Academic research highlights fundamental analysis (often referred to as “quality” metric analysis) can help differentiate among the winners and losers when sifting through the cheap stock bargain bin. For example, Piotroski and So (2012), make the following statement:

…a simple financial statement analysis-based approach can identify mispricing embedded in the prices of value firms.

Here is an annotated figure from their research that highlights their key point:

The results are hypothetical results and are NOT an indicator of future results and do NOT represent returns that any investor actually attained. Indexes are unmanaged, do not reflect management or trading fees, and one cannot invest directly in an index. Additional information regarding the construction of these results is available upon request.

The black bars reflects a portfolio that captures the generic value premium: long cheap stuff; short expensive stuff. The solid black line represents the portfolio that is long cheap quality and short expensive junk; the dotted line is long cheap junk and short expensive quality. Under the risk-based explanation for the value premium, all three strategies should be roughly the same. However, the evidence suggests that fundamental analysis, or “quality” metrics, can help a value investor improve their results. With this knowledge, we add two quality screens to our systematic value process:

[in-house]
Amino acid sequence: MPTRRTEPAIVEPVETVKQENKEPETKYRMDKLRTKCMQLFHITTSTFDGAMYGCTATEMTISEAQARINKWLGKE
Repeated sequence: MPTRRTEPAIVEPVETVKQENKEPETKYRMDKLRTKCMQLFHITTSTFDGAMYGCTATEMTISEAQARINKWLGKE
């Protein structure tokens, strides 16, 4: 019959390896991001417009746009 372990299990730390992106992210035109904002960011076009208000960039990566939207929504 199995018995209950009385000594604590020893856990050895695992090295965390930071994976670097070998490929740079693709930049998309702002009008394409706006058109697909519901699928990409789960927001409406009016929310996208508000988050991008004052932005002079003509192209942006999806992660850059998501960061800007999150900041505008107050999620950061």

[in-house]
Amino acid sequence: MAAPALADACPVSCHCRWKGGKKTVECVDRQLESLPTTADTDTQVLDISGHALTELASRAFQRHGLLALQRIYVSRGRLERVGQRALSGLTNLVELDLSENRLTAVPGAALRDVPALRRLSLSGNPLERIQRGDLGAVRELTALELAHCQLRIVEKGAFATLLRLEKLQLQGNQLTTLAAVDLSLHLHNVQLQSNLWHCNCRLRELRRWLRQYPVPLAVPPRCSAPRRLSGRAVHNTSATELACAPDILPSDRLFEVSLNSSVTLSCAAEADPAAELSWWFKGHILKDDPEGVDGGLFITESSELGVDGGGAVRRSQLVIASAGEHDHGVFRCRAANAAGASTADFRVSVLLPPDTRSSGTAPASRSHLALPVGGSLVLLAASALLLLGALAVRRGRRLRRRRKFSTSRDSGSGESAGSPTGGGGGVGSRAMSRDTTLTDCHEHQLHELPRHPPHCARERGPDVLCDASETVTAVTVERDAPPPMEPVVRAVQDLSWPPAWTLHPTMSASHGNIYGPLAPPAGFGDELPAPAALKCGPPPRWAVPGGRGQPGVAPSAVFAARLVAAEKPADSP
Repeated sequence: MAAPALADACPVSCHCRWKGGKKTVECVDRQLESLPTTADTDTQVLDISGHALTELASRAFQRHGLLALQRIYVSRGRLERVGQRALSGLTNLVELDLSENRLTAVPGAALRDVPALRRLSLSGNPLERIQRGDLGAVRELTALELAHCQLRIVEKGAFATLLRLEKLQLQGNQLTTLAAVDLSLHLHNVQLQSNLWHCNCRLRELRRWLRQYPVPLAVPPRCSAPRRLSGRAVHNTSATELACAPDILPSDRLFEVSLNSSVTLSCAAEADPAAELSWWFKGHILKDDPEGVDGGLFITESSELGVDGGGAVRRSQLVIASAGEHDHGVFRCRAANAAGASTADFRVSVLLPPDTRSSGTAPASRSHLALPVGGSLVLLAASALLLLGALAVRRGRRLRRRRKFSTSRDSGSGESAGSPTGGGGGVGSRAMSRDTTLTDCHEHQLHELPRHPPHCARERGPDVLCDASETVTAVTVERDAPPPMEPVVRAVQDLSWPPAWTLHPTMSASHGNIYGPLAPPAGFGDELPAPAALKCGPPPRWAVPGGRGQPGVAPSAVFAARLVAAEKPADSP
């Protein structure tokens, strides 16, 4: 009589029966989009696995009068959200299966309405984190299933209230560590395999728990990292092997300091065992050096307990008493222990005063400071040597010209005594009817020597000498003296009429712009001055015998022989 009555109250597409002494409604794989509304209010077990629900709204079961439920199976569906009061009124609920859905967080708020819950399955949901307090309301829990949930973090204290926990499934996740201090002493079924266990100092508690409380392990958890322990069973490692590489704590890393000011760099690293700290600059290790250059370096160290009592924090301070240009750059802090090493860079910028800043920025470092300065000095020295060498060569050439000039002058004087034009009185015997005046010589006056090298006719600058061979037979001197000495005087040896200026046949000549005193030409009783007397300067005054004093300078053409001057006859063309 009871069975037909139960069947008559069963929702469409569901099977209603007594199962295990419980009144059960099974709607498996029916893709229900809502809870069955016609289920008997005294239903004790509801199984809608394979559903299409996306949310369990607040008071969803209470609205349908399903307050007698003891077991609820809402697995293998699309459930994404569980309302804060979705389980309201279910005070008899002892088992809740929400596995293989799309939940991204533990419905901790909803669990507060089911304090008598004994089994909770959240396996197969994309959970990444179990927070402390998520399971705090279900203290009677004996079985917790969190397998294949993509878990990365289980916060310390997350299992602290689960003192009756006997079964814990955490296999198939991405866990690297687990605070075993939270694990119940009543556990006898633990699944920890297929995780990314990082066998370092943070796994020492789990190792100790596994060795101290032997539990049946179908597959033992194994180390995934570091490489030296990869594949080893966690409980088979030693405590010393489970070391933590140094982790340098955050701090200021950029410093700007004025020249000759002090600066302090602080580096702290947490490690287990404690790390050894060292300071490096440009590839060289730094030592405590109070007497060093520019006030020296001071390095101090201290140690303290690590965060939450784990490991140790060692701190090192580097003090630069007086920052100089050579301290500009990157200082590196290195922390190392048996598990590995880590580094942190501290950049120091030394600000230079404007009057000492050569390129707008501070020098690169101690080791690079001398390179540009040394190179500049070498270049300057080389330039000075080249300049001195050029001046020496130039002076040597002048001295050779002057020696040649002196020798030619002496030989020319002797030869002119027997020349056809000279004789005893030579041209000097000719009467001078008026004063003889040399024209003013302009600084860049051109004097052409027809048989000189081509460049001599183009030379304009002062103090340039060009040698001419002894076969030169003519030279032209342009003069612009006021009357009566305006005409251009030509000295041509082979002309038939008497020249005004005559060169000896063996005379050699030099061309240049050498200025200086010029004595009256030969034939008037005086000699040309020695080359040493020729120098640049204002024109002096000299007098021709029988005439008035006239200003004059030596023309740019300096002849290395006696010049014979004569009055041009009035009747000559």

1) Long-Term Business Strength
2) Current Financial Strength

Long-Term Business Strength

In thinking about Long-Term Business Strength, or “economic moat,” we turn to the Sage of Omaha for guidance. Warren Buffett looks for businesses with enduring competitive advantage and sustainable earnings power (above and beyond their competitors). What does that competitive advantage look like? A firm might manufacture goods at a lower cost, provide a product for which there are no direct substitutes, or represent a trusted brand that keeps customers coming back. These types of advantages, and others like them, are the collective “moat” that allow companies to raise the drawbridge and defend market share from the competition.